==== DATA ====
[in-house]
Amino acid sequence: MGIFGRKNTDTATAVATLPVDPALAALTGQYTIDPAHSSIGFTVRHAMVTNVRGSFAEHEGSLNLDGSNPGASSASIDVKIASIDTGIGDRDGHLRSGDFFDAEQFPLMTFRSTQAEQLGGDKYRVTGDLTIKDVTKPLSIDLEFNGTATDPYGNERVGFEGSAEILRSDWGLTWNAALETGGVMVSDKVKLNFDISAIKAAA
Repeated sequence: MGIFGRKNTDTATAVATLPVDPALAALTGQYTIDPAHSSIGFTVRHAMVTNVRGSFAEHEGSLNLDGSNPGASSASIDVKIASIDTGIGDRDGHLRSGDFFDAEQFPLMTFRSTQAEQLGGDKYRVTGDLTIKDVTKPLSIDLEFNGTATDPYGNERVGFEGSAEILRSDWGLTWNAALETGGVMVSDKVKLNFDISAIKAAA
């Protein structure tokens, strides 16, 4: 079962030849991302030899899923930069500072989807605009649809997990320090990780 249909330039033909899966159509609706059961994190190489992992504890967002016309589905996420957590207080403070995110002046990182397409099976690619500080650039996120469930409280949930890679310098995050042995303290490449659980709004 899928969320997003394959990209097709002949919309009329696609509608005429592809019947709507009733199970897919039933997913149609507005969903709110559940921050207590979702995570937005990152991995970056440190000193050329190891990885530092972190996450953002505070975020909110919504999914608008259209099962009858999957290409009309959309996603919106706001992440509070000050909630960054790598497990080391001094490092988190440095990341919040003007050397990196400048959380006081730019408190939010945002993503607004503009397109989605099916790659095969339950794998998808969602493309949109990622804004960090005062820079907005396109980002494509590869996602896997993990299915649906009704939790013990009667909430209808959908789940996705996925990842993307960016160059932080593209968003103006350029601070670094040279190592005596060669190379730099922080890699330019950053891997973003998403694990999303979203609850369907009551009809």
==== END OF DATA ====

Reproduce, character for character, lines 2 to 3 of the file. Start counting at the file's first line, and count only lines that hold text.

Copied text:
Amino acid sequence: MGIFGRKNTDTATAVATLPVDPALAALTGQYTIDPAHSSIGFTVRHAMVTNVRGSFAEHEGSLNLDGSNPGASSASIDVKIASIDTGIGDRDGHLRSGDFFDAEQFPLMTFRSTQAEQLGGDKYRVTGDLTIKDVTKPLSIDLEFNGTATDPYGNERVGFEGSAEILRSDWGLTWNAALETGGVMVSDKVKLNFDISAIKAAA
Repeated sequence: MGIFGRKNTDTATAVATLPVDPALAALTGQYTIDPAHSSIGFTVRHAMVTNVRGSFAEHEGSLNLDGSNPGASSASIDVKIASIDTGIGDRDGHLRSGDFFDAEQFPLMTFRSTQAEQLGGDKYRVTGDLTIKDVTKPLSIDLEFNGTATDPYGNERVGFEGSAEILRSDWGLTWNAALETGGVMVSDKVKLNFDISAIKAAA